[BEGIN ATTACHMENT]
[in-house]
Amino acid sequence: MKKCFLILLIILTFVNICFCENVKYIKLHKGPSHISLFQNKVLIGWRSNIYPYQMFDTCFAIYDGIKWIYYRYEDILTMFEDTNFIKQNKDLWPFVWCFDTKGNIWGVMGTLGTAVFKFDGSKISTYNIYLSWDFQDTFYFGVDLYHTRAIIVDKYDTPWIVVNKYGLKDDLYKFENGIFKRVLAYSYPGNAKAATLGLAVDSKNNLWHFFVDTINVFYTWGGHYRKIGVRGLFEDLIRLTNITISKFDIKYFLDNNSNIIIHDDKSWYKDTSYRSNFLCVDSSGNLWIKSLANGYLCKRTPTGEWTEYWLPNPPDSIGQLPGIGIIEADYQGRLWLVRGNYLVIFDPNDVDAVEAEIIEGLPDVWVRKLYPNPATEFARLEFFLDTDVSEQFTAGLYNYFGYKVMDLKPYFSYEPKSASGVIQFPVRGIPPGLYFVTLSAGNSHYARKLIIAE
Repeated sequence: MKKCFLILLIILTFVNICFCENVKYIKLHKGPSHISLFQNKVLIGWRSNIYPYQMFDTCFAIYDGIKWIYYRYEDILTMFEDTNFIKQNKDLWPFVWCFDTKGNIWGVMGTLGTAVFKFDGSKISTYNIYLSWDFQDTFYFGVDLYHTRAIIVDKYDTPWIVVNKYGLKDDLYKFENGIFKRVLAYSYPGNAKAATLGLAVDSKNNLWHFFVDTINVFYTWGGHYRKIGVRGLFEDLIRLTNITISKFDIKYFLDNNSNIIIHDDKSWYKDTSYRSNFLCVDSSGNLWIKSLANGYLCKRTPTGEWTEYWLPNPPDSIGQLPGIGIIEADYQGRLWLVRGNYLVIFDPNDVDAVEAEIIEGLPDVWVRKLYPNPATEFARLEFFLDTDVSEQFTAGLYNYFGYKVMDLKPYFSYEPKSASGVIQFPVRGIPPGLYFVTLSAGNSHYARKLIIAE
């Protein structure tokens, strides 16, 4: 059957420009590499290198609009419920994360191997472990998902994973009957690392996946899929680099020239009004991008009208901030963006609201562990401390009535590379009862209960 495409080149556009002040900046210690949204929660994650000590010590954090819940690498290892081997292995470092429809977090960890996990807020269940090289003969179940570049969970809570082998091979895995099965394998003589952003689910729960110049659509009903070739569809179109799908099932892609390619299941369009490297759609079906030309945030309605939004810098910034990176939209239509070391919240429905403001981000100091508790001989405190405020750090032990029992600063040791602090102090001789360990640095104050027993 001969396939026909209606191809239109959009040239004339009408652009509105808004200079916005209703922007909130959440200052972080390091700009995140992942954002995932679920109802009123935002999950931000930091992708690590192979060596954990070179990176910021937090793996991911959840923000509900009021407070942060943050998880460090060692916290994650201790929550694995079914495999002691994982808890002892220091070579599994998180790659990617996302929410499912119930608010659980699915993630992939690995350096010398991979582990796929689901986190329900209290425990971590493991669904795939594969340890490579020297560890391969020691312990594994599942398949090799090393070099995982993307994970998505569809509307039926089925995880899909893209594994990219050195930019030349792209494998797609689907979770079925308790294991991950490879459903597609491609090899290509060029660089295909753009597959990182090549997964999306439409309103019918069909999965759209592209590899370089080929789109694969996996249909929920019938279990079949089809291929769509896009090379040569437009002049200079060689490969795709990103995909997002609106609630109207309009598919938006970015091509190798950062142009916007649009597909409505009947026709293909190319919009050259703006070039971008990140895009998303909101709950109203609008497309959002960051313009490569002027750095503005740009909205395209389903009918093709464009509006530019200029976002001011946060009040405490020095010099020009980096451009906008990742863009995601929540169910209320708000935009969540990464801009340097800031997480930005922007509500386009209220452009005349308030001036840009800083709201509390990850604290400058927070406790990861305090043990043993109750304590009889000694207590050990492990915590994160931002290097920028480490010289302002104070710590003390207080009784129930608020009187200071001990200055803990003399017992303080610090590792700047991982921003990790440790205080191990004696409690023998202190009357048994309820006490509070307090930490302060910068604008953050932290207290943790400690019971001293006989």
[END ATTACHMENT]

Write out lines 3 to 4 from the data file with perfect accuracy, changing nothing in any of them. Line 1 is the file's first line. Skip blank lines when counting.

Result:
Repeated sequence: MKKCFLILLIILTFVNICFCENVKYIKLHKGPSHISLFQNKVLIGWRSNIYPYQMFDTCFAIYDGIKWIYYRYEDILTMFEDTNFIKQNKDLWPFVWCFDTKGNIWGVMGTLGTAVFKFDGSKISTYNIYLSWDFQDTFYFGVDLYHTRAIIVDKYDTPWIVVNKYGLKDDLYKFENGIFKRVLAYSYPGNAKAATLGLAVDSKNNLWHFFVDTINVFYTWGGHYRKIGVRGLFEDLIRLTNITISKFDIKYFLDNNSNIIIHDDKSWYKDTSYRSNFLCVDSSGNLWIKSLANGYLCKRTPTGEWTEYWLPNPPDSIGQLPGIGIIEADYQGRLWLVRGNYLVIFDPNDVDAVEAEIIEGLPDVWVRKLYPNPATEFARLEFFLDTDVSEQFTAGLYNYFGYKVMDLKPYFSYEPKSASGVIQFPVRGIPPGLYFVTLSAGNSHYARKLIIAE
């Protein structure tokens, strides 16, 4: 059957420009590499290198609009419920994360191997472990998902994973009957690392996946899929680099020239009004991008009208901030963006609201562990401390009535590379009862209960 495409080149556009002040900046210690949204929660994650000590010590954090819940690498290892081997292995470092429809977090960890996990807020269940090289003969179940570049969970809570082998091979895995099965394998003589952003689910729960110049659509009903070739569809179109799908099932892609390619299941369009490297759609079906030309945030309605939004810098910034990176939209239509070391919240429905403001981000100091508790001989405190405020750090032990029992600063040791602090102090001789360990640095104050027993 001969396939026909209606191809239109959009040239004339009408652009509105808004200079916005209703922007909130959440200052972080390091700009995140992942954002995932679920109802009123935002999950931000930091992708690590192979060596954990070179990176910021937090793996991911959840923000509900009021407070942060943050998880460090060692916290994650201790929550694995079914495999002691994982808890002892220091070579599994998180790659990617996302929410499912119930608010659980699915993630992939690995350096010398991979582990796929689901986190329900209290425990971590493991669904795939594969340890490579020297560890391969020691312990594994599942398949090799090393070099995982993307994970998505569809509307039926089925995880899909893209594994990219050195930019030349792209494998797609689907979770079925308790294991991950490879459903597609491609090899290509060029660089295909753009597959990182090549997964999306439409309103019918069909999965759209592209590899370089080929789109694969996996249909929920019938279990079949089809291929769509896009090379040569437009002049200079060689490969795709990103995909997002609106609630109207309009598919938006970015091509190798950062142009916007649009597909409505009947026709293909190319919009050259703006070039971008990140895009998303909101709950109203609008497309959002960051313009490569002027750095503005740009909205395209389903009918093709464009509006530019200029976002001011946060009040405490020095010099020009980096451009906008990742863009995601929540169910209320708000935009969540990464801009340097800031997480930005922007509500386009209220452009005349308030001036840009800083709201509390990850604290400058927070406790990861305090043990043993109750304590009889000694207590050990492990915590994160931002290097920028480490010289302002104070710590003390207080009784129930608020009187200071001990200055803990003399017992303080610090590792700047991982921003990790440790205080191990004696409690023998202190009357048994309820006490509070307090930490302060910068604008953050932290207290943790400690019971001293006989």